"Hollywood star turned nun helps Waterbury group"
By Tracy Simmons
By Tracy Simmons
Mother Dolores Hart speaks during a meeting of the Marie and Pat Ciochetti Foundation at Our Lady of Mt. Carmel in Waterbury on Friday. (Josalee Thrift / RA)
For the first time in 40 years Mother Dolores Hart spoke publicly about how her life evolved from the silver screen to the Abbey of Regina Laudis in Bethlehem.
As Mother Hart stood behind the podium, she looked across the crowd with her brilliant blue eyes and in a low, silky voice told the 80 or so people in the crowd, mostly foundation members, about how she entered the acting world as a teenager. A black and white portrait of her landed a meeting with a producer, and with Elvis Presley. Her first film was "Loving You" in 1957.
"From there on it was absolutely amazing," she said. A seven-year contract came next.
"I just fell right into it. The Lord just kept putting things right in front of me," she said. "Right now I look at kids who are 19 and I just wonder how the angel on my shoulder kept me from sliding off." Fervently she spoke about the talented actors she worked with, like Anthony Quinn.
In 1959, Hart was invited to perform on Broadway, where she won the Theatre World Award and a Tony Award nomination.
One evening, walking on Fifth Avenue in New York City, she found herself staring blankly at a flashing stoplight. She went home and a friend pointed out how tired she seemed.
"You look tired," he told her, "I know a place in Connecticut you should go for a little rest." When she learned that Benedictine nuns ran the place he was talking about, she was hesitant. In school, she had already learned about her faith, she said. But she went anyway, and the sisters she met caught her heart and encouraged her to continue to work hard as an actress.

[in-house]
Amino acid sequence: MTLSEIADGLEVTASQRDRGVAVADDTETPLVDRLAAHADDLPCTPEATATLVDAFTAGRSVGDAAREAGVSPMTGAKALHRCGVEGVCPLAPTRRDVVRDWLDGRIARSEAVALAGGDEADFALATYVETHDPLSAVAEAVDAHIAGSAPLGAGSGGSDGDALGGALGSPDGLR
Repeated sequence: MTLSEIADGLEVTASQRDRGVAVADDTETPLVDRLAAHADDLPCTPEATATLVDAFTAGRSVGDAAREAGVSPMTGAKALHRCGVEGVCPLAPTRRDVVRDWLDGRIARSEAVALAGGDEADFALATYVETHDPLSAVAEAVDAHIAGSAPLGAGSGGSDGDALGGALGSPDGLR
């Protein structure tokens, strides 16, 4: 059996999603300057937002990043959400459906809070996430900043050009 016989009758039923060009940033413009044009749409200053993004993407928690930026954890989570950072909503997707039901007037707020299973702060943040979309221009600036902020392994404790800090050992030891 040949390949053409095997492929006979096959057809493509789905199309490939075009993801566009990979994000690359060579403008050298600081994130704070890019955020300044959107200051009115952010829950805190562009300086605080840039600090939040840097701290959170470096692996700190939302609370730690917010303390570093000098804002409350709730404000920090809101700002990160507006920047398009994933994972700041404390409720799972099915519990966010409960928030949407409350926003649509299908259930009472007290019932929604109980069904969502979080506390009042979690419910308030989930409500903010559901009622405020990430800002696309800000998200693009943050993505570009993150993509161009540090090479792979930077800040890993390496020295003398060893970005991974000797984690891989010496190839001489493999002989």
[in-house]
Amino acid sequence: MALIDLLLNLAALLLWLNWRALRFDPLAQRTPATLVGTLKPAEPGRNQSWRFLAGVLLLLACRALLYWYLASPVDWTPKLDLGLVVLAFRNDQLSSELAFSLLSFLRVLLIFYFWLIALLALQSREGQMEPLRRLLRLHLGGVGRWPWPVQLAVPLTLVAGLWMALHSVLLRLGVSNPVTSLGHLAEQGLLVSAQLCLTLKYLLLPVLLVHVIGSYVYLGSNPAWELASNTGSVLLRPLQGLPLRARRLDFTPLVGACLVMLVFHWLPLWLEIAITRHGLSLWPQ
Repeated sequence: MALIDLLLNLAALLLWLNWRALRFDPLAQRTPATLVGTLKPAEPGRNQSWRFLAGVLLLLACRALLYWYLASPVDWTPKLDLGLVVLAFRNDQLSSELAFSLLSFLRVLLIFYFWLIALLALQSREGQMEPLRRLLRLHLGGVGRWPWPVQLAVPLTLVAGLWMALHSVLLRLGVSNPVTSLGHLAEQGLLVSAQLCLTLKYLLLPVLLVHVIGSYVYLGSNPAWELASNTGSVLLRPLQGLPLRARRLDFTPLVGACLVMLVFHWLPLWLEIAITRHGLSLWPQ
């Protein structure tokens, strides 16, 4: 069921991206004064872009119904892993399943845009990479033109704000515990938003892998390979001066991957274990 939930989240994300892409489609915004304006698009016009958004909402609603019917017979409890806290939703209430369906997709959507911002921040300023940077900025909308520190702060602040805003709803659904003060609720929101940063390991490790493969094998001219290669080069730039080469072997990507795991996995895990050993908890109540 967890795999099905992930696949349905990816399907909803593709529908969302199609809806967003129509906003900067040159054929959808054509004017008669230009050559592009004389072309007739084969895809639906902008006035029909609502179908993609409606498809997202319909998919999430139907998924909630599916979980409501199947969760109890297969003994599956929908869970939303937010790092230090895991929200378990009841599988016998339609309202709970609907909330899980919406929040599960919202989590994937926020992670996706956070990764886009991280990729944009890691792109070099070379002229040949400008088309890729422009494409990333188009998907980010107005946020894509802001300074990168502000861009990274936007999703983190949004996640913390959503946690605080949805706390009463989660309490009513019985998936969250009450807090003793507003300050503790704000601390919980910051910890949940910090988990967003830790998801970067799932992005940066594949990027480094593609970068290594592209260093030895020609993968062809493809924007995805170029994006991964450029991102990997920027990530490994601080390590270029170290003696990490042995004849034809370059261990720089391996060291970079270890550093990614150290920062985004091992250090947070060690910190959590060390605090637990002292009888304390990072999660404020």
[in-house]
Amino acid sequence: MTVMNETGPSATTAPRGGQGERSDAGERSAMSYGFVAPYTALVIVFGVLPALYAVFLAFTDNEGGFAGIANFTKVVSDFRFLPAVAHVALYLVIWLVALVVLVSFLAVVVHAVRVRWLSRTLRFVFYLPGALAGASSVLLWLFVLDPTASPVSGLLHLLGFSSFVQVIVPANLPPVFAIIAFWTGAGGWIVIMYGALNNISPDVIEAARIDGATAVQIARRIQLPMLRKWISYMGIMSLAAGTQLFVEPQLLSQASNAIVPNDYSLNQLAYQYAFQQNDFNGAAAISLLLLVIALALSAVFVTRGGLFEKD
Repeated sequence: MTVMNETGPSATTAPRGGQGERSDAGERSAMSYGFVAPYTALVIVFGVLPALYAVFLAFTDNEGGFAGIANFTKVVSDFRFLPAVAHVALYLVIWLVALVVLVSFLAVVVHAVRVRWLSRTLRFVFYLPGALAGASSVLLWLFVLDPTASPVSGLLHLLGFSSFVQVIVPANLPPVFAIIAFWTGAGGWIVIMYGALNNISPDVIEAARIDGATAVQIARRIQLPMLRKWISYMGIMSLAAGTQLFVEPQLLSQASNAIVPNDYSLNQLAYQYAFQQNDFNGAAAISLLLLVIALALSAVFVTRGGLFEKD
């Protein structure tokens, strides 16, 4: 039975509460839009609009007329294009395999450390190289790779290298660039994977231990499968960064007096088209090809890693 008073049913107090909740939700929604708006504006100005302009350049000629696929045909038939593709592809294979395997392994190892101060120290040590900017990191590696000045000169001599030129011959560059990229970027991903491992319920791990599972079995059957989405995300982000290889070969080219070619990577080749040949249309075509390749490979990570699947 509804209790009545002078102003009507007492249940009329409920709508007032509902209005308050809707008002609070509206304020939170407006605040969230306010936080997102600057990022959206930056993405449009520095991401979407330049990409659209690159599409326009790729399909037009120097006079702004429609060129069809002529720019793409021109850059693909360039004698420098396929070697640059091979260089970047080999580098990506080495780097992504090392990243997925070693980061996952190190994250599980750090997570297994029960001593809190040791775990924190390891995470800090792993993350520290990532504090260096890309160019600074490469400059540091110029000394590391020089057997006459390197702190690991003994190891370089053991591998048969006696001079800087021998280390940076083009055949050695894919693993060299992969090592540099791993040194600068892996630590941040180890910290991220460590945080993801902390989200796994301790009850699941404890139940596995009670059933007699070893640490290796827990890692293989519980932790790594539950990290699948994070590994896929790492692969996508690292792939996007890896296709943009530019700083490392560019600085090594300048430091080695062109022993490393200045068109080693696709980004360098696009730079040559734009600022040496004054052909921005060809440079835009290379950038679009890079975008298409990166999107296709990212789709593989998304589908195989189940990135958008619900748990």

"I went back and threw myself into my work," she said.
She went on to make "Where the Boys Are" in 1960 and "Francis of Assisi" in 1961. When she filmed "Lisa" in 1962, about a Jewish Nazi victim, Hart's life took a turn. She met a woman who survived the Holocaust and was moved by her story.
"This was going to be an offering to the Lord, who is Jewish, and his mother who is Jewish," she said. "I do feel doing that film, and praying through that film, was the seed of my vocation."
She found herself asking what life is about. Hollywood gave her everything she wanted, she said, she was even engaged to Los Angeles businessman Don Robinson. She told him, however, that she wasn't sure if it was the right thing to do and called the wedding off six months after the engagement.
"It would make a heck of a good movie wouldn't it?," she joked.
She told him she had to go to Bethlehem to visit the convent again.
"I walked up to the hill (on the 400-acre property) and I thought to myself this is it. I've got to do this," Hart said.
Six months later she announced that she "had an affair to take care of."
"They thought it was a guy," she laughed.
She arrived at the convent in a limousine. "I arrived at Regina Laudis in style."
But she said the transition wasn't easy.
"It was the hardest thing possible. The first seven years I wanted to quit, to turn around," she said. "But when the seed finally sprouted and I knew God was there and it was the right thing to do, I don't think there was anything in my life that made me happier and I would never, ever change my mind."